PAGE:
The fact that a child born of an anonymous donor knows only half his biological family concerns single mothers with more robust families than Shelby’s, too. The Donor Sibling Registry, a Web site where families can register children conceived by donor insemination in hopes of being matched with half-siblings or even the donor himself, has proved a boon for many single mothers. The site’s founder, Wendy Kramer, estimates that the majority of the 7,400 registered members are single. Recent publicity has prompted a jump in the registry’s membership and matches — more than 1,500 have been made so far, not just among half-siblings but also among sperm (and egg) donors, 320 of whom are registered on the site, and their progeny.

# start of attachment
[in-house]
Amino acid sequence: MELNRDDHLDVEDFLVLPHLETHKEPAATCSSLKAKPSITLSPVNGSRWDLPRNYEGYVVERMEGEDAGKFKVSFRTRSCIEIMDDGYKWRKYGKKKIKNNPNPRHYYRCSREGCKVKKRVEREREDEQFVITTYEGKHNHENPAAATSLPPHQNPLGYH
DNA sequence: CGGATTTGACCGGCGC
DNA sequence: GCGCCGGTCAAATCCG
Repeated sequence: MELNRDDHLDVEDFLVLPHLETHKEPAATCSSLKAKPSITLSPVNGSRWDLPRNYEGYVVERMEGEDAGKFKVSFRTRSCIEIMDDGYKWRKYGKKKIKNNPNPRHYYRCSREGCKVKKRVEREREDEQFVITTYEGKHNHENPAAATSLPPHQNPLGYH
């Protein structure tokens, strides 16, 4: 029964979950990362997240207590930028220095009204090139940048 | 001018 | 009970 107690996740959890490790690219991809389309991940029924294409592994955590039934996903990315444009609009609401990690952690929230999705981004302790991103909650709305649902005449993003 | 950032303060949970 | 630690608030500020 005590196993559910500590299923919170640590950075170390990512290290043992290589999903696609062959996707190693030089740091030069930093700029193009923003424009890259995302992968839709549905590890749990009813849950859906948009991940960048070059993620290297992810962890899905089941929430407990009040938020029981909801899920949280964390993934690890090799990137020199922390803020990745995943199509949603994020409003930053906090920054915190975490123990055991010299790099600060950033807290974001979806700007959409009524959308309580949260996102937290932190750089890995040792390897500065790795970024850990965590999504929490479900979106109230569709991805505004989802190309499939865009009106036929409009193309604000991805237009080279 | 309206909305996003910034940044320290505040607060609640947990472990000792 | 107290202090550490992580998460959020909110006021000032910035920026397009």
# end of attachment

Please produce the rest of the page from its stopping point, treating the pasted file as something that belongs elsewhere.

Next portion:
Q., the former yeshiva student who ended up choosing the 6-foot-2 German rugby player as her donor, developed severe hypertension during her pregnancy and had to be hospitalized several times. Her symptoms lingered even after her daughter was born, and she became preoccupied with what would happen to the baby girl if she were to die. Her brother and a sister are selfish, she says, and her mother is elderly. Last fall, she went to the Donor Sibling Registry and got a shock: the Aryan bodybuilder with the leaping sperm has fathered 21 children (and counting — he is still an active donor), including four sets of twins. These children are all 3 and under, and their families — four lesbian couples, three heterosexual couples and six single mothers — have formed their own Listserv, where photographs of the children (all blond, with a strong familial resemblance) are posted, and daily e-mail messages are exchanged about birthdays, toilet training and the like. They are planning a group vacation in 2007. “I was elated,” Q. told me. “To quote the granny on ‘The Beverly Hillbillies,’ I wanted her to have kin. Now here’s kin that look like her; that’re in her same age range. I even thought that if I get to know somebody really well from this group, maybe I would pick one of these other mothers, if they would be interested, to be designated as a guardian for my daughter.”